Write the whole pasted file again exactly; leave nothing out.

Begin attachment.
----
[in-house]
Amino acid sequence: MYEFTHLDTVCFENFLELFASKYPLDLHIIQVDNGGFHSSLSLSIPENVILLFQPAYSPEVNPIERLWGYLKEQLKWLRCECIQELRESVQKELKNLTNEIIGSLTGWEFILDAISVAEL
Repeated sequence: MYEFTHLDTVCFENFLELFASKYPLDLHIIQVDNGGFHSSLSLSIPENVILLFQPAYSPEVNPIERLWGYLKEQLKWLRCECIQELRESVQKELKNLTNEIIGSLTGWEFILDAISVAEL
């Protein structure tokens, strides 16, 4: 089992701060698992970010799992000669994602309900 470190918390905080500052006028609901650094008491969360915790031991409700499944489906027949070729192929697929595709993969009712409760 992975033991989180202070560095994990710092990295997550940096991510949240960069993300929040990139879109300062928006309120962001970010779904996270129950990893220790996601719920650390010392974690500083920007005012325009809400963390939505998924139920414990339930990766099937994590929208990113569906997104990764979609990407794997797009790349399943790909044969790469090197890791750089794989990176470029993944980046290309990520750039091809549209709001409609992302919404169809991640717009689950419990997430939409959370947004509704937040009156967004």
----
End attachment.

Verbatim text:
[in-house]
Amino acid sequence: MYEFTHLDTVCFENFLELFASKYPLDLHIIQVDNGGFHSSLSLSIPENVILLFQPAYSPEVNPIERLWGYLKEQLKWLRCECIQELRESVQKELKNLTNEIIGSLTGWEFILDAISVAEL
Repeated sequence: MYEFTHLDTVCFENFLELFASKYPLDLHIIQVDNGGFHSSLSLSIPENVILLFQPAYSPEVNPIERLWGYLKEQLKWLRCECIQELRESVQKELKNLTNEIIGSLTGWEFILDAISVAEL
């Protein structure tokens, strides 16, 4: 089992701060698992970010799992000669994602309900 470190918390905080500052006028609901650094008491969360915790031991409700499944489906027949070729192929697929595709993969009712409760 992975033991989180202070560095994990710092990295997550940096991510949240960069993300929040990139879109300062928006309120962001970010779904996270129950990893220790996601719920650390010392974690500083920007005012325009809400963390939505998924139920414990339930990766099937994590929208990113569906997104990764979609990407794997797009790349399943790909044969790469090197890791750089794989990176470029993944980046290309990520750039091809549209709001409609992302919404169809991640717009689950419990997430939409959370947004509704937040009156967004």